John Berry: Thoughts on John McCain
28 Aug 2018|

‘John, I love Australians. They are freedom-loving, fierce and fun. They are so critically important for us. I fought with them in Vietnam. I have met them on battlefields in Afghanistan and Iraq. We are stronger when they are at our side—damn the odds. America could not have a better ally.’

The Gatling gun paused and then I could exhale.

You see, Senator McCain was my very first meeting on Capitol Hill in mid-2013 as I sought support for my Senate confirmation to become the US ambassador to Australia. I was terrified. His temper was legendary. As I was ushered into his personal office, he stopped his staff at the door: ‘Give me a minute alone with Mr Berry.’

I felt the bead of sweat trickle down my back, and somewhere between the door and the couch I held my breath. Before I was seated he launched into his rapid-fire rap for Australia and its people.

‘Now look’, he continued, ‘if anyone on my side of the aisle gives you trouble, you let me know and I will handle it. And when you get down there, if you ever need any backup, you call me. I care deeply about this relationship—don’t let anything ever screw it up.’

In these precious two minutes, this man turned fear into relief, and relief into the absolute confidence that you were entrusted and empowered and not alone. Even better, you had John Wayne and Lancelot rolled into one ready to cover your back. You knew you couldn’t fail. This is what a good leader does. And it is one small insight into a very great man that helps explain why he is an American hero.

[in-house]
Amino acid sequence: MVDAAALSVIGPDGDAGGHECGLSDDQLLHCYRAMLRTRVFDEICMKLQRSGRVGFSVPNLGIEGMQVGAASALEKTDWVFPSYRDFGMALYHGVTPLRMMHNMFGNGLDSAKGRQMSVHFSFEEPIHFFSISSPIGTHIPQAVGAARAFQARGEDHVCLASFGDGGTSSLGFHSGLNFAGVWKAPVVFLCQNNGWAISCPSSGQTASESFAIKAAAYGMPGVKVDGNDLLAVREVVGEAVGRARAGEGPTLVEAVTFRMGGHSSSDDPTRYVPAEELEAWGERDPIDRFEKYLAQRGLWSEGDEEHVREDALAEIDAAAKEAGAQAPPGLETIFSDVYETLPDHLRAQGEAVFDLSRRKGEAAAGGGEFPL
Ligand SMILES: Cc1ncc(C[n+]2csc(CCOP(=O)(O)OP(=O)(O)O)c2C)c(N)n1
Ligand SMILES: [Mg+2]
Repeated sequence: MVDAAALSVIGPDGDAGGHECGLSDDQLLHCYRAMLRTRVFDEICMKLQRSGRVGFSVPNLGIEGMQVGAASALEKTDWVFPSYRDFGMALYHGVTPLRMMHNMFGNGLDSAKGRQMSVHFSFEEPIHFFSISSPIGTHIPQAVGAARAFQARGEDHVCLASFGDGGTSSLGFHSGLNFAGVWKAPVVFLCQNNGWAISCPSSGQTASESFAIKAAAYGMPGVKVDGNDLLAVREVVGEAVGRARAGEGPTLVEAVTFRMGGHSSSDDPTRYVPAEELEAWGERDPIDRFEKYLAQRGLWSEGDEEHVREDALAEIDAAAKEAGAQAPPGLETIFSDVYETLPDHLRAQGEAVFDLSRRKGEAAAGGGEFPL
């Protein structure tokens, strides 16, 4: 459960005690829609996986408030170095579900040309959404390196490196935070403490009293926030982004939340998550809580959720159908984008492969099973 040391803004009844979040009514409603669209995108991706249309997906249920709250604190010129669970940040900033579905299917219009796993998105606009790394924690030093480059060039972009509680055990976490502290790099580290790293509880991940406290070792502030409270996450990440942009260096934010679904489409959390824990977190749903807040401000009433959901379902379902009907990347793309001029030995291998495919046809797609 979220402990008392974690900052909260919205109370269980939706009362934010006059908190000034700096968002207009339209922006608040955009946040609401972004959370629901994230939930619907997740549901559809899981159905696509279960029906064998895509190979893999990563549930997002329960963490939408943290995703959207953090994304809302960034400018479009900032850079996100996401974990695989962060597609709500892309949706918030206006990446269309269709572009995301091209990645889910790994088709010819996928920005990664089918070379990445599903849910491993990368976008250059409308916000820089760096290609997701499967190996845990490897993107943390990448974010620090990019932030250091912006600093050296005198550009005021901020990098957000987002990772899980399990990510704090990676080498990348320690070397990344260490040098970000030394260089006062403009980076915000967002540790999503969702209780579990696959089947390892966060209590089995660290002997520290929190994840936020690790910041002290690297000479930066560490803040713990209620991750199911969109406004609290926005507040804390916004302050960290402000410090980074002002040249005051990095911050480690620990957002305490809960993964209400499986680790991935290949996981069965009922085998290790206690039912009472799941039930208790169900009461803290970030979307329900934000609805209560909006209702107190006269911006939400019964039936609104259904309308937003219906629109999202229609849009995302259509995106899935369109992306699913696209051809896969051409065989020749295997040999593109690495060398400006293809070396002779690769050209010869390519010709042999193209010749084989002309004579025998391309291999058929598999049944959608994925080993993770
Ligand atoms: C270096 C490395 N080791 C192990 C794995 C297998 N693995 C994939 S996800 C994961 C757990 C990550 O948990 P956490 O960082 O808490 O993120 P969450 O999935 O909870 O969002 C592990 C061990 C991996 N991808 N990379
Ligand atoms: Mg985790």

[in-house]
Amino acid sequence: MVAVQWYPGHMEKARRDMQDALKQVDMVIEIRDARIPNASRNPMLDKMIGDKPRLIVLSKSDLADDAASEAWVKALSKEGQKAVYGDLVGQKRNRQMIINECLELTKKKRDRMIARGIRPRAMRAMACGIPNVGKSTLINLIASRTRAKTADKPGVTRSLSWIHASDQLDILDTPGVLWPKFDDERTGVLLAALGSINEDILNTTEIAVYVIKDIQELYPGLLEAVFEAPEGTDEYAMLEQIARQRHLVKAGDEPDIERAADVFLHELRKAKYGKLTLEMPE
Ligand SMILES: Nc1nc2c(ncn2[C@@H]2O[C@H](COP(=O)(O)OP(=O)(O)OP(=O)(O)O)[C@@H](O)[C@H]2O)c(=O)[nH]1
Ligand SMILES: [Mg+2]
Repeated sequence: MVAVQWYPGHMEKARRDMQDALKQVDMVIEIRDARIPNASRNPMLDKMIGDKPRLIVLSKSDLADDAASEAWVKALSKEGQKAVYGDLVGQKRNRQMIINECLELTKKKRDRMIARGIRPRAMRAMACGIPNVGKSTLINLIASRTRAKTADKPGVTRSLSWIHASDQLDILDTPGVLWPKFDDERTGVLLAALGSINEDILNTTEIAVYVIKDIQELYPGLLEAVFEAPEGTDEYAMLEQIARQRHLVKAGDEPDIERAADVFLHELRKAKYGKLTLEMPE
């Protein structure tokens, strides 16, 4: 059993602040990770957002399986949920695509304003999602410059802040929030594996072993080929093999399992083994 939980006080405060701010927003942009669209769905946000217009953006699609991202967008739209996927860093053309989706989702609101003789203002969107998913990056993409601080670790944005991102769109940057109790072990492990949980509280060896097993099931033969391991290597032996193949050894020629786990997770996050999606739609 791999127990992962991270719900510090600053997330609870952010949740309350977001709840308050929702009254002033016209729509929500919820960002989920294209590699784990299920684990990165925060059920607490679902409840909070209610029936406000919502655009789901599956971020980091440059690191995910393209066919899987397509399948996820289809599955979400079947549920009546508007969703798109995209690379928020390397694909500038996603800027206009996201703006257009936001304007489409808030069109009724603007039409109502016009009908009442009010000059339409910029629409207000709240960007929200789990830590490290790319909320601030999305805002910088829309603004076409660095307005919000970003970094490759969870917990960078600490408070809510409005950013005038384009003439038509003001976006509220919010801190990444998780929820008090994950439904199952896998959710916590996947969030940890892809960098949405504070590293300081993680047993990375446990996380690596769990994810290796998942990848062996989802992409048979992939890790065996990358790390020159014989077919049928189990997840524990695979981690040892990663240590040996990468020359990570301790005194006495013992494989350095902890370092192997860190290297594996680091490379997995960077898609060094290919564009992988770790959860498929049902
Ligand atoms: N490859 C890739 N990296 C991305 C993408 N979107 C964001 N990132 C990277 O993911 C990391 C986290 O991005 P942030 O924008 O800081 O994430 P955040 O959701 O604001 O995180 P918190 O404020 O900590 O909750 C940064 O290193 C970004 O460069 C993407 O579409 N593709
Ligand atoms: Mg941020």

When his aircraft was shot down in Vietnam, it burned away every vanity—and then years of solitary confinement and crippling torture forged this man of iron into the golden example of what true service to country means. It also steeled his resolve against tyrants and authoritarian regimes which he battled throughout his career fighting to secure the blessings of freedom for as many as possible around the world.

Here was an honest man. You always knew exactly where he stood—and he would be the first to admit he wasn’t always right. But he was humble enough to listen and change his mind and he knew that neither party has a lock on the truth. Answers are better when they are tested in the arena, and the Senator was willing to fight the opposition when they were wrong and work with them when they were right. His work and friendship with Senators Ted Kennedy, Joe Lieberman and Russ Feingold will long stand as shining examples of the power and wisdom of compromise and bipartisan patriotism.

In the 242-year history of our country, the honour of formally lying in state within the Great Rotunda, under the dome of the US Capitol, has been accorded on only 32 occasions. Abraham Lincoln, John F. Kennedy, Dwight D. Eisenhower among others—and now John McCain.

Not very much brings our country together these days. But whether from the left or the right, Democrat or Republican, every citizen knows how great was the service of this man, how profound his sacrifice for his nation, and how lucky we were to enjoy his loyal and passionate leadership.

As he rides off into the sunset as the Arizona cowboy he was, our country stops and sheds a tear of gratitude for a life well lived and an example set for all.